* UK June CPI +1.9 pct year on year vs forecast +1.6 pct
* Clothing, food prices responsible for jump
* Sterling rallies, bond prices fall on news
* Some economists say rise due to one-off factors
* GRAPHIC: UK inflation link.reuters.com/sub42v (Adds comments from BoE's Carney, Kohn, context)
LONDON, July 15 (Reuters) - British inflation surged to a five-month high last month and house prices rose at their fastest rate in years, prompting investors to increase bets on an interest rate rise before the end of 2014.
Underlining the challenge facing the Bank of England as it tries to manage Britain's accelerating economic recovery, consumer prices rose 1.9 percent on the year in June, official ONS data showed.
The jump from a four-and-a-half-year low of 1.5 percent in May far outstripped forecasts for only a slight rise, according to a Reuters poll of economists.
Separate figures showed the real estate market also picked up speed as London property prices leapt by a record 20.1 percent over the 12 months to May.
Speaking after the data - which brought consumer price growth close to the Bank's 2 percent target - BoE Governor Mark Carney said inflation expectations were "extremely well anchored" and had improved over the last year.
"I am aware of today's CPI number, but I would only draw attention that in (our) May forecast, inflation returns to target at the end of the forecast horizon, only gets back to 2 percent three years out," Carney told lawmakers.
Consumer price inflation in Britain had been largely declining over the last year, helping the BoE to hold off on raising interest rates despite Britain's surprisingly strong economic recovery.
Several economists said the scale of June's inflation increase was largely driven by one-off factors.
But British government bond prices tumbled after the data and sterling rose as markets grew more confident that the BoE could raise rates before the end of the year.
"The amount of spare capacity in the UK economy is being eroded," said ING economist James Knightley. "Given the BoE is targeting inflation in two years' time, not what it is doing right now, we now favour a rate hike in November."
The largest contribution to the year-on-year increase was from clothing and footwear prices - which did not fall as usually occurs in June, when summer sales tend to start.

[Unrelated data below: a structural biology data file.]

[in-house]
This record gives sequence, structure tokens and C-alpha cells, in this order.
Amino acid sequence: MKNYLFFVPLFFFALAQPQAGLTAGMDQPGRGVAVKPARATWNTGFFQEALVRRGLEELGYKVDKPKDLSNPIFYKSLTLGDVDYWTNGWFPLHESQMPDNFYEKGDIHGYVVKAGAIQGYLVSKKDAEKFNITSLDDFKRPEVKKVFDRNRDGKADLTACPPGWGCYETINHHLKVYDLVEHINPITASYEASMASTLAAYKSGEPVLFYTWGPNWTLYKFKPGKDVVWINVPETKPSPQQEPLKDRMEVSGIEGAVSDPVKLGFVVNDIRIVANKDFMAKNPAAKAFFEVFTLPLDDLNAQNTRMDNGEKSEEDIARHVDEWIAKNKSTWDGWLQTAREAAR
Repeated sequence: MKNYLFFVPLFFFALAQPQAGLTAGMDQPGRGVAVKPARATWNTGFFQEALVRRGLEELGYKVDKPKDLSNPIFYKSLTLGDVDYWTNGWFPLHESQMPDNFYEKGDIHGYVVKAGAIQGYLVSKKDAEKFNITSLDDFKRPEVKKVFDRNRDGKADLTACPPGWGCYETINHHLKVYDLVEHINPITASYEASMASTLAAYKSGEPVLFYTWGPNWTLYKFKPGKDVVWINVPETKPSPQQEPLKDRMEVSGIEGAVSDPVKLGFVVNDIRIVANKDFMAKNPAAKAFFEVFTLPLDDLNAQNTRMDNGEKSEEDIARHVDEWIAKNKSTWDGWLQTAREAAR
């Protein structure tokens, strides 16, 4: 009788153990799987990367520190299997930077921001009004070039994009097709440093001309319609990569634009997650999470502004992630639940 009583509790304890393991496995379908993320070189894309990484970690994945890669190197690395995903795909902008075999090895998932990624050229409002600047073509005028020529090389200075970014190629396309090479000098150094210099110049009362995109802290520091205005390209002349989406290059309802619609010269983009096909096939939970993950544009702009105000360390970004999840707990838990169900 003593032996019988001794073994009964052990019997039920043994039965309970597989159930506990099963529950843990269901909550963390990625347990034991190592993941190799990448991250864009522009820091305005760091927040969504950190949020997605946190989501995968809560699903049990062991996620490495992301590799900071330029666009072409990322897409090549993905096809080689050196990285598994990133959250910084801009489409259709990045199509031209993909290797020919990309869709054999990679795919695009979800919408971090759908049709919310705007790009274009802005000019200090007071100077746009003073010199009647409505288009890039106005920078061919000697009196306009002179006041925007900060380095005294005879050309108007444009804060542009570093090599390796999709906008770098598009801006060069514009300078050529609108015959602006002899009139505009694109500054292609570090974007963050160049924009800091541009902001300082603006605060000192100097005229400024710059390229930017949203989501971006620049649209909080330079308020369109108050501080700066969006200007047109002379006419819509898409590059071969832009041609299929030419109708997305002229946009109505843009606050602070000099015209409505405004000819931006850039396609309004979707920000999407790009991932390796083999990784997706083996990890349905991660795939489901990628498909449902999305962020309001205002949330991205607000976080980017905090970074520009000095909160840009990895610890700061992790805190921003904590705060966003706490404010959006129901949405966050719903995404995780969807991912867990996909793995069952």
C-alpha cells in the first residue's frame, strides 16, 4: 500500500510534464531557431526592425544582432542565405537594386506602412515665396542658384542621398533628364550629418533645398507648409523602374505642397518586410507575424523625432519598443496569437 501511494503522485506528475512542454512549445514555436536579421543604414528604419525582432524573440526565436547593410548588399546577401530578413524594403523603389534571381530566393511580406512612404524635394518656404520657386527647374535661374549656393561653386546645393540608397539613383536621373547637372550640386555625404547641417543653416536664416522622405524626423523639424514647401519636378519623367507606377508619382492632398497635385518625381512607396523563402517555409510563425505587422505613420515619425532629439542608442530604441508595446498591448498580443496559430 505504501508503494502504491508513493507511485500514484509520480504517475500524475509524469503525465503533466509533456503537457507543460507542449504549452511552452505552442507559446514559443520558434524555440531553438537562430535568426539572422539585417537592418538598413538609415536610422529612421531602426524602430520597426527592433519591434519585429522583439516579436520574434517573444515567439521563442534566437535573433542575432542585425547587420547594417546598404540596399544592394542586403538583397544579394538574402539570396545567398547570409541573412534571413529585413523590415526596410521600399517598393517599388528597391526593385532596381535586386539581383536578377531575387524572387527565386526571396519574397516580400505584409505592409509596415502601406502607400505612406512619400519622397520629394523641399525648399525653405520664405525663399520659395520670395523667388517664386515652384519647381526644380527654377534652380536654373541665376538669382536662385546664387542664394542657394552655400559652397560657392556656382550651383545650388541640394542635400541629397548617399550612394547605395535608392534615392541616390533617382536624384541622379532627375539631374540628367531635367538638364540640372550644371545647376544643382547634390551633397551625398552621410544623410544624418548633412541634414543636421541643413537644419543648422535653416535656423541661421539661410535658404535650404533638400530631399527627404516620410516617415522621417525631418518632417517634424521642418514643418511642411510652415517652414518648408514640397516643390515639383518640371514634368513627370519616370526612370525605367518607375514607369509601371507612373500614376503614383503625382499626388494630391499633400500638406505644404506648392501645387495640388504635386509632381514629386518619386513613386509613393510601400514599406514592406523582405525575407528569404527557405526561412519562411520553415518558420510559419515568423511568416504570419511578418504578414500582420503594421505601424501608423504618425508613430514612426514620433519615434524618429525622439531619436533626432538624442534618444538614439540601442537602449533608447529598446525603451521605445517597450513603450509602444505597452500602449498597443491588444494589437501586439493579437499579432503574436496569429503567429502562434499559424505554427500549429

An official from the Office for National Statistics said there were signs that good weather last month may have deterred retailers from cutting prices.
Elizabeth Martins, an economist with HSBC, said the clothing effect was likely to be smoothed out in July's data.
"The June numbers represent an abrupt halt to a first half in which inflation has, by and large, come in below expectations but it is too soon to conclude that the UK's disinflationary trend is turning," she wrote in an email to clients.
Before December last year, annual inflation had exceeded the BoE's 2 percent target every month since December 2009, eroding the spending power of households and making falling living standards a big political issue ahead of next year's elections.
A think tank report on Tuesday showed young Britons' incomes fell almost twice as much as those of older people in the five years after the financial crisis.
Separate data from the ONS showed house prices in Britain rose 10.5 percent in the year to May.
While other more recent surveys suggest rapid growth in house prices has started to cool a little, the ONS figures were a reminder that momentum remains strong.
In his appearance before lawmakers, Carney reiterated his belief that the housing market is the biggest risk to Britain's economic recovery, and one of his colleagues highlighted the limits of the Bank's power to temper rapid house price gains.
"I do think there is an issue on the relentless upward pressure on house prices but it is not one the (bank's) Financial Policy Committee can really address," said Donald Kohn, who sits on the committee.
Excluding London and the south east, British house prices rose by 6.4 percent in the 12 months to May, the highest in nearly four years. (Additional reporting by David Milliken, Editing by Jeremy Gaunt and John Stonestreet)